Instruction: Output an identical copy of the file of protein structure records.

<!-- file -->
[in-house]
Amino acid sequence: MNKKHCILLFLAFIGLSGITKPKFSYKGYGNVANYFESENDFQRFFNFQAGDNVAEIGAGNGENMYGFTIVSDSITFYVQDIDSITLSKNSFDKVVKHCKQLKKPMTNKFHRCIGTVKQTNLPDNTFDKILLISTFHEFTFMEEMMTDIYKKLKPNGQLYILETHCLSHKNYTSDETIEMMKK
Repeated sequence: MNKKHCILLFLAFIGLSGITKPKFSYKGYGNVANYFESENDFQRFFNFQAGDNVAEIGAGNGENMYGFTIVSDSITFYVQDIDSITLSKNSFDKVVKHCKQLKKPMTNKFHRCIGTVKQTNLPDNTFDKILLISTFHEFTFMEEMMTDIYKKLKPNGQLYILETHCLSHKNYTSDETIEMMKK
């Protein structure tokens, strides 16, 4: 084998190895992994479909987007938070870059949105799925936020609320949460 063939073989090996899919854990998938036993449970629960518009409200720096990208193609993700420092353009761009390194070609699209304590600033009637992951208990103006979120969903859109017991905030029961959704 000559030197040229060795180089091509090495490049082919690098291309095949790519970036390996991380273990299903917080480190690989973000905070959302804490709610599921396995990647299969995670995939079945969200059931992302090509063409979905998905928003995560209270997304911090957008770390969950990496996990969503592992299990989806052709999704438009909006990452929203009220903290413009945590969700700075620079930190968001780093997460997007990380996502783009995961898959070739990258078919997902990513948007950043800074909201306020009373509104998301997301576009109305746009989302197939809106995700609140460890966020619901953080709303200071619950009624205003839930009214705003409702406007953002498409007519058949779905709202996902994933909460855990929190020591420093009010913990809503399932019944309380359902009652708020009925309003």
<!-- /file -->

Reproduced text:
[in-house]
Amino acid sequence: MNKKHCILLFLAFIGLSGITKPKFSYKGYGNVANYFESENDFQRFFNFQAGDNVAEIGAGNGENMYGFTIVSDSITFYVQDIDSITLSKNSFDKVVKHCKQLKKPMTNKFHRCIGTVKQTNLPDNTFDKILLISTFHEFTFMEEMMTDIYKKLKPNGQLYILETHCLSHKNYTSDETIEMMKK
Repeated sequence: MNKKHCILLFLAFIGLSGITKPKFSYKGYGNVANYFESENDFQRFFNFQAGDNVAEIGAGNGENMYGFTIVSDSITFYVQDIDSITLSKNSFDKVVKHCKQLKKPMTNKFHRCIGTVKQTNLPDNTFDKILLISTFHEFTFMEEMMTDIYKKLKPNGQLYILETHCLSHKNYTSDETIEMMKK
């Protein structure tokens, strides 16, 4: 084998190895992994479909987007938070870059949105799925936020609320949460 063939073989090996899919854990998938036993449970629960518009409200720096990208193609993700420092353009761009390194070609699209304590600033009637992951208990103006979120969903859109017991905030029961959704 000559030197040229060795180089091509090495490049082919690098291309095949790519970036390996991380273990299903917080480190690989973000905070959302804490709610599921396995990647299969995670995939079945969200059931992302090509063409979905998905928003995560209270997304911090957008770390969950990496996990969503592992299990989806052709999704438009909006990452929203009220903290413009945590969700700075620079930190968001780093997460997007990380996502783009995961898959070739990258078919997902990513948007950043800074909201306020009373509104998301997301576009109305746009989302197939809106995700609140460890966020619901953080709303200071619950009624205003839930009214705003409702406007953002498409007519058949779905709202996902994933909460855990929190020591420093009010913990809503399932019944309380359902009652708020009925309003």